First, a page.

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Interim budget: Hits and misses for indirect taxes
February, 25th 2014

Over the past decade, indirect taxes have played an increasingly important role in the economic growth and revenues of India. Most of the indirect taxes such as service tax, value-added tax (VAT) and excise duty have also undergone substantial changes in the last decade in terms of legislative changes, broadening of tax base and rationalization of rates.

With the services sector being one of the biggest contributors to gross domestic product of India in recent times, there has been a corresponding expansion in service tax in terms of scope and revenue. Since its inception in 1994, the list of services on which service tax was levied increased from three to 119 in 2012. Currently, the positive list-based regime has been scrapped by the government and a negative list-based approach is applicable, where all activities undertaken for consideration by one person for another are taxable, except for the negative list entries and exemptions. The negative list-based approach has further broadened the tax base, with almost all activities undertaken by businesses coming within the service tax ambit. Thus, the growth of the services sector in India has also resulted in an impetus in the service tax scope and revenue.

Another important development is the introduction of the VAT regime on sale of goods, instead of the erstwhile sales tax regime. The sales tax regime involved the cascading effect of taxes, since it was a turnover tax levied at each leg of the supply chain without any deduction for the tax paid on earlier stages. Presently, all states in India have replaced their sales tax legislation with the VAT regime. The implementation of VAT has gone a long way in not only reducing the cascading effect of taxes, but also resulted in increase in revenue due to larger compliances, broader coverage and more revenue security for the government. This is also in line with practices being followed in other countries.

The indirect tax rates have also undergone substantial changes in the last decade. While the customs duty and excise duty rates have shown a downward trend, VAT and service tax rates have increased.

The year 2004 saw the integration of input credit of excise duty and service tax paid on goods and services by businesses, where the input credit pertaining to goods and services was now considered as a common pool. This was a significant measure since input credit is a fundamental principle of indirect taxes. Prior to 2004, the credit for all the above was being governed by separate rules. The Modvat Credit Scheme (later replaced by Cenvat Credit Rules, 2002) under the Central Excise Act and Section 94(2)(ee) [later replaced by the Service Tax Credit Rules, 2002] of the Finance Act were finally integrated and formulated into the Cenvat Credit Rules, 2004. This was a welcome change that resulted in a more effective and efficient utilization of input credit by the industry towards their output liabilities.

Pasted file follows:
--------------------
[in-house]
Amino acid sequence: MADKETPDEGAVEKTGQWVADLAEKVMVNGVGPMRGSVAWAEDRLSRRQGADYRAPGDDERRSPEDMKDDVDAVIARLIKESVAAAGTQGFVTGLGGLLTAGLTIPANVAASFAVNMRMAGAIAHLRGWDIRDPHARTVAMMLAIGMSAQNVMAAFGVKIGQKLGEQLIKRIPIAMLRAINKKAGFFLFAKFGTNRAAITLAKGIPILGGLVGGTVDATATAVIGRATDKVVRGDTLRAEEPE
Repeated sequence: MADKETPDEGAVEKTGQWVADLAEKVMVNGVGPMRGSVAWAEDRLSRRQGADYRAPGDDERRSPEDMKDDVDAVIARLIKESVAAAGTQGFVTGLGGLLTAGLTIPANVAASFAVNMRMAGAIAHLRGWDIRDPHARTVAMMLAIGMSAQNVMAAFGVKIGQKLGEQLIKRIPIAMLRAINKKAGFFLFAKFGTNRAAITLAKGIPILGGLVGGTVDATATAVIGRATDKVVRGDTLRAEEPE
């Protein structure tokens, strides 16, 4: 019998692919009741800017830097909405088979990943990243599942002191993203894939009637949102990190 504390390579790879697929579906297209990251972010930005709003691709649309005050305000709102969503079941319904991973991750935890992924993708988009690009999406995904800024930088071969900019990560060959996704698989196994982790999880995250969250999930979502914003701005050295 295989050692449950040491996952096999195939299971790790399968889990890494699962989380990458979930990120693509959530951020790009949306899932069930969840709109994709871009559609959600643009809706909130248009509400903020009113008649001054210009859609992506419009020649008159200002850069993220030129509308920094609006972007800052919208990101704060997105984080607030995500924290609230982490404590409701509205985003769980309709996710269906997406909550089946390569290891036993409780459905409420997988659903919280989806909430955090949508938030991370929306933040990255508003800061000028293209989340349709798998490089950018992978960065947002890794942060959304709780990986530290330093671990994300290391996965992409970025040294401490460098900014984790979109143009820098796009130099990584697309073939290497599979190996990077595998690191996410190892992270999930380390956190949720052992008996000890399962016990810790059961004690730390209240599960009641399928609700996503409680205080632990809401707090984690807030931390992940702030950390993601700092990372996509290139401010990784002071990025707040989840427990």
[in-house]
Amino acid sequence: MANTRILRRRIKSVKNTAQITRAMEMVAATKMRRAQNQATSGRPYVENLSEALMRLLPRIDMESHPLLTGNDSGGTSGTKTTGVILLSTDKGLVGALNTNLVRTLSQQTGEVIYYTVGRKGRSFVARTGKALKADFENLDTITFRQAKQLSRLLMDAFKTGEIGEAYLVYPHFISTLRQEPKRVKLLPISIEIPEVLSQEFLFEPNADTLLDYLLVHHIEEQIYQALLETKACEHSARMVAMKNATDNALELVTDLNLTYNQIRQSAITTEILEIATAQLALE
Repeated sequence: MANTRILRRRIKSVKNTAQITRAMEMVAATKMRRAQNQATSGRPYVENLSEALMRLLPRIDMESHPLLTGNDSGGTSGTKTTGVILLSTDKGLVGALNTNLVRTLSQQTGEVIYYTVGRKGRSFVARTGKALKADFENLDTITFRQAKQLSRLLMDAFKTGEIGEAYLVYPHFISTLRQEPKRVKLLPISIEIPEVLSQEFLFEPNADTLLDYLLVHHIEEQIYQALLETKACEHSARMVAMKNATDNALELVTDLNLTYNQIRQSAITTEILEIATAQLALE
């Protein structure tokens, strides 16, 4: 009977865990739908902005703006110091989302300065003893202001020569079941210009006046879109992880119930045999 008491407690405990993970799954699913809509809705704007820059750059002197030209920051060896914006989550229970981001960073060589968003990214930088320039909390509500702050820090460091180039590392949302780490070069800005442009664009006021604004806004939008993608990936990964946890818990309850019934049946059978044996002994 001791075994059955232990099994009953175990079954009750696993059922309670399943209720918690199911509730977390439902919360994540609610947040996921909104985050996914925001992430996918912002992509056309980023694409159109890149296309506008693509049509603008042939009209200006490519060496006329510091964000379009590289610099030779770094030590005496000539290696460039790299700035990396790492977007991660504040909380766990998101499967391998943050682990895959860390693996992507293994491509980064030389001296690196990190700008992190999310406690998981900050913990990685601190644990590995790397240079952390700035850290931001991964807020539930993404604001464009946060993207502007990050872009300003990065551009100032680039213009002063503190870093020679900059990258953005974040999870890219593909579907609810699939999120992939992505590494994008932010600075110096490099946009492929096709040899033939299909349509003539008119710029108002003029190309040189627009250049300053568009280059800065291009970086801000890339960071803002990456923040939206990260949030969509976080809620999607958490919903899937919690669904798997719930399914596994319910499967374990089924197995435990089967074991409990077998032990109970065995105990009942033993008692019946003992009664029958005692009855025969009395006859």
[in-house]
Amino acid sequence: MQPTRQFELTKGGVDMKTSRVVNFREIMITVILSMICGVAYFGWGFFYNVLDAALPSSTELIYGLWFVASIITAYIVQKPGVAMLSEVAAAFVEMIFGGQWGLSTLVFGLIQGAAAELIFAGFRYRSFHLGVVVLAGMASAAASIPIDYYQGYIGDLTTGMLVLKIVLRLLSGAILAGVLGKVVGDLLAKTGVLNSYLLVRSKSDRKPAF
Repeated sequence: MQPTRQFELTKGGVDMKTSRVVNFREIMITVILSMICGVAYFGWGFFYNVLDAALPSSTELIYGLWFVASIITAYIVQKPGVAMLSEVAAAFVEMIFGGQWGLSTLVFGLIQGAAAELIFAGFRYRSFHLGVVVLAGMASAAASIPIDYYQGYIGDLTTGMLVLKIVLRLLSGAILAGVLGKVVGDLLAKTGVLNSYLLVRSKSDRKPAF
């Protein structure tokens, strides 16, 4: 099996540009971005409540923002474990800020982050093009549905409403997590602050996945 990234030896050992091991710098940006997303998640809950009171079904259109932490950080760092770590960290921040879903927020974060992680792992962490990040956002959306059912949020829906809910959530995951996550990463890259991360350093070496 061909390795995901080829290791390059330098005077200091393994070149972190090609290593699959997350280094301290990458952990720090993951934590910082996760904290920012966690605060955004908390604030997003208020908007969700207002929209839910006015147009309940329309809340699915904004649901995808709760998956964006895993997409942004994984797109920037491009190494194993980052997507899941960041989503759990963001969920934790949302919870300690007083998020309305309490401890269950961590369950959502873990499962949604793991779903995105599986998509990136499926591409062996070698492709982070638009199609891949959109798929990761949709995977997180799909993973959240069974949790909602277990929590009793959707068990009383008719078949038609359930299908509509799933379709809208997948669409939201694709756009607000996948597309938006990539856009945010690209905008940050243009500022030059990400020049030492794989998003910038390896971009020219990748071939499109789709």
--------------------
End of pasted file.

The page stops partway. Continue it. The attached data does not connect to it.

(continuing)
The aforesaid changes in policy and rates have consequently amended the administration and procedures of these indirect taxes. A favourable change over recent years has been that the tax administrators have shifted from a manual mode to an online mode for undertaking the compliances. For instance, in central excise and service tax, the automation of central excise and service tax portal was introduced around four years back, where assessees can obtain registration, file returns, file service tax refund claims, etc., online. Further, most states have also started online portals for undertaking VAT compliances such as Karnataka, Maharashtra, Andhra Pradesh, etc., where the compliances can be done online. This has significantly reduced the time, cost and effort put in by businesses on tax compliances.

Another recent, but undesirable trend is the increase in indirect tax litigation that has taken place. Due to the substantial changes in law brought about recently, there are more taxpayers approaching courts to challenge the constitutional validity of the provisions. Further, the tax department is also increasingly initiating legal proceedings against taxpayers mostly due to pressure of revenue. While efforts have been made to make legislation simpler, and frequent circulars are issued to clarify the legal provisions, it has not had the desired impact on tax litigation.

In short, it can be seen that most of the recent changes made in indirect tax laws are intended to be a precursor towards the introduction of a combined goods and services tax (GST). However, given that there is still no definite timeline for implementation of GST, how far these changes would facilitate the implementation of GST remains a question.

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